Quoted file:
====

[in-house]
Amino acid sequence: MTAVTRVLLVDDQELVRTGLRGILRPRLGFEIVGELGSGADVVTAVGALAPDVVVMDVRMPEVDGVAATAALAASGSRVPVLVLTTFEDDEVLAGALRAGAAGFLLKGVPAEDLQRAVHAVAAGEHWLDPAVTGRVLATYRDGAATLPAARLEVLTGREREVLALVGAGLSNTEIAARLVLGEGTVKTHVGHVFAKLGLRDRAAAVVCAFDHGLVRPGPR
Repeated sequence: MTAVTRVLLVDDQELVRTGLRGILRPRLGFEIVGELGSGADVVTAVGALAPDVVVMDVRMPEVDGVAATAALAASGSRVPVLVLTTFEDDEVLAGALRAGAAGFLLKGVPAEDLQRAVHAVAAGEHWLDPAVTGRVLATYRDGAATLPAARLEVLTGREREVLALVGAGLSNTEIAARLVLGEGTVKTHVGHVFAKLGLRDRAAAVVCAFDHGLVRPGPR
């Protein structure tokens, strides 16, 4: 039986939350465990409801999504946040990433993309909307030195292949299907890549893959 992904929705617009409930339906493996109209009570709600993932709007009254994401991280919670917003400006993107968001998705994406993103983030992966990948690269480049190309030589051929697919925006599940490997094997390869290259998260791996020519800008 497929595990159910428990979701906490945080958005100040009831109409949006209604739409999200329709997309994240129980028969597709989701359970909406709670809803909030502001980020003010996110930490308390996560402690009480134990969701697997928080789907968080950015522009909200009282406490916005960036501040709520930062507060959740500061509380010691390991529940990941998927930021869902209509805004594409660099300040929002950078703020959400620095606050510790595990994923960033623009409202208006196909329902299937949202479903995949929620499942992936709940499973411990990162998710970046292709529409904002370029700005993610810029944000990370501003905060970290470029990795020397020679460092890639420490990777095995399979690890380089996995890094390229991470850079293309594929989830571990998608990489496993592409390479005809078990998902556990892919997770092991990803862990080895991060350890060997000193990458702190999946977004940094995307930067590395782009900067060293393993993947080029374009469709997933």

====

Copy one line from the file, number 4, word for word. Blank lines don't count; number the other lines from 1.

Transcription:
């Protein structure tokens, strides 16, 4: 039986939350465990409801999504946040990433993309909307030195292949299907890549893959 992904929705617009409930339906493996109209009570709600993932709007009254994401991280919670917003400006993107968001998705994406993103983030992966990948690269480049190309030589051929697919925006599940490997094997390869290259998260791996020519800008 497929595990159910428990979701906490945080958005100040009831109409949006209604739409999200329709997309994240129980028969597709989701359970909406709670809803909030502001980020003010996110930490308390996560402690009480134990969701697997928080789907968080950015522009909200009282406490916005960036501040709520930062507060959740500061509380010691390991529940990941998927930021869902209509805004594409660099300040929002950078703020959400620095606050510790595990994923960033623009409202208006196909329902299937949202479903995949929620499942992936709940499973411990990162998710970046292709529409904002370029700005993610810029944000990370501003905060970290470029990795020397020679460092890639420490990777095995399979690890380089996995890094390229991470850079293309594929989830571990998608990489496993592409390479005809078990998902556990892919997770092991990803862990080895991060350890060997000193990458702190999946977004940094995307930067590395782009900067060293393993993947080029374009469709997933």